Tuesday-at-8... A half-century ago when television was in its infancy, that hour meant one thing: it was time for Milton Berle.
Berle's weekly comedy hour, The Texaco Star Theater, telecast "live" 39 weeks a year from NBC's studios in New York, was the new medium's first great phenomenon. It premiered in June, 1948, and shot to the top of the ratings charts. It was the only regularly- scheduled program not pre-empted the evening of November 2, 1948, for coverage of the hotly contested Truman-Dewey Presidential Election. So popular was the star that he was quickly nicknamed both "Mr. Television" and "Uncle Miltie," the latter because he had become an unofficial member of everyone's family.
Milton Berle, everyone's favorite relative, died March 27, 2002, at his home in Los Angeles. He was 93.
Berle was a longtime personal and professional friend of Lucille Ball, their association dating back to 1937 when both were young contract players at RKO. Lucy was just getting her first meaningful role -- that of an aspiring young actress -- in the studio's production of "Stage Door." Milton was being showcased in "New Faces of 1937." The two reportedly dated a few times, but Lucy later confessed that a romance was impossible because Milton's mother, Sarah, was always around.
Sarah Glantz Berlinger was, indeed, the quintessential "stage mother," a frustrated wannabe-actress herself who lived vicariously through the career of her son. And what a career it was!
Berle was born Mendel Berlinger in Harlem, NY, on July 12, 1908. He began his career at age 5 when he won a Charlie Chaplin look-alike contest, and he appeared with Chaplin and Marie Dressler in "Tillie's Punctured Romance." He went on to become a highly regarded child actor of the silent era, appearing in roughly 50 movies with such stars as Mary Pickford, Douglas Fairbanks, Marion Davies and Mabel Normand.
In 1916 he was enrolled in the Professional Children's School, and in 1920, at age 12, he made his stage debut in "Floradora" in Atlantic City. Four weeks later the show moved to Broadway. He spent the next 12 years in vaudeville, making his first appearance in "Melody of Youth" at the Nixon Grand Theatre in Philadelphia. He appeared in New York City at the famed Palace Theatre in 1921 as half of the "Kennedy and Berle" comedy team. As a single, he toured the various vaudeville circuits with his own company, and appeared on bills that included the likes of Bing Crosby and Eddy Duchin.
Back on Broadway, he appeared in "Earl Carroll Vanities" in 1932, and in "Saluta!" in 1934. When Hollywood beckoned, he made the aforementioned "New Faces of 1937" and "Radio City Revels" for RKO, followed by "Sun Valley Serenade," "Whispering Ghosts" and "Rise and Shine" at 20th Century-Fox.
The one movie he wanted, however, went to somebody else. It was a comedy called "Having Wonderful Time," produced by Pan Berman at RKO in 1938, based on a smash-hit Broadway play concerning life and love in the Catskills. Berle knew he was perfect for the part of the comedic social director -- he would virtually be playing himself! Berman, however, decided to make the very-Jewish Broadway comedy more white-bread American, and cast a young Red Skelton in the part. (Also in the film: Ginger Rogers, Doug Fairbanks, Jr. -- and Lucy.) Berle, however, may have had the last laugh: the film bombed!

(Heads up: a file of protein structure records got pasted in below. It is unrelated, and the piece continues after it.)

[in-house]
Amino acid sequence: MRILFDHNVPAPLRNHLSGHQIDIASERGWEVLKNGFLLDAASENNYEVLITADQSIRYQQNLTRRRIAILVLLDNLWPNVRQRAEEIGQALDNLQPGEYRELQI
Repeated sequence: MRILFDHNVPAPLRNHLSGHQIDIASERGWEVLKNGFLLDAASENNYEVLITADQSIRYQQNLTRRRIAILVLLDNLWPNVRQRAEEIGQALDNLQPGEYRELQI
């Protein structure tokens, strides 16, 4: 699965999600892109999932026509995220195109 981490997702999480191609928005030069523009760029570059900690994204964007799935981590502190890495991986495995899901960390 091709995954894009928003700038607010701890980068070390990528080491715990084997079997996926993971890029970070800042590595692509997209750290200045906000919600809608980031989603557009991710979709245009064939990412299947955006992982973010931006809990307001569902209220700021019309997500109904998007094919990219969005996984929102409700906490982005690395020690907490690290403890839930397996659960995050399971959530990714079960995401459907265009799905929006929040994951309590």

On radio, Berle performed regularly on The Rudy Vallee Hour between 1934-36, and made guest appearances on nearly every major comedy-variety program thereafter. He starred in his own Milton Berle Show for CBS Radio in 1943 and for NBC Radio in 1944-45, followed by Philip Morris Playhouse on CBS in 1947-48.
By then, of course, television was on the horizon, and Berle took the idea for a new hour-long comedy-and-vaudeville hour to Philip Morris president, Alfred Lyon, and to Milton Biow, who headed the Biow advertising agency that handled the PM account. Neither of the men expressed much enthusiasm for either the show or the new video medium -- and they wound up cancelling the Berle radio show as well. A few weeks later, Texaco not only signed him to star in their radio program, but announced plans for a new weekly TV show. They invited Berle to headline the first one -- on June 6, 1948. A handful of other entertainers each hosted subsequent episodes throughout the summer, but none compared with Berle. He was signed to be the program's permanent host -- and officially became the star of the show on September 21, 1948.
Happily -- for Lucy fans, at any rate -- Biow and Lyons both quickly saw the error of their ways, and by 1951 openly embraced the new television medium: Philip Morris was the first sponsor of I Love Lucy. By then, of course, Milton Berle had become TV's first superstar.
Berle ruled Tuesday nights in America, dominating the new medium in a way no one else ever has, and becoming perhaps the most famous man in America in those years. Life magazine reported that in 1947 there were 17 television stations in the United States broadcasting to 136,000 sets. As a consequence of Berle's success by the end of 1948 there were more than 50 stations and 700,000 sets.
At one point, his show's Hooper rating (Nielsen was not yet in the business) was 80.7 -- 28.9 points ahead of its nearest competition.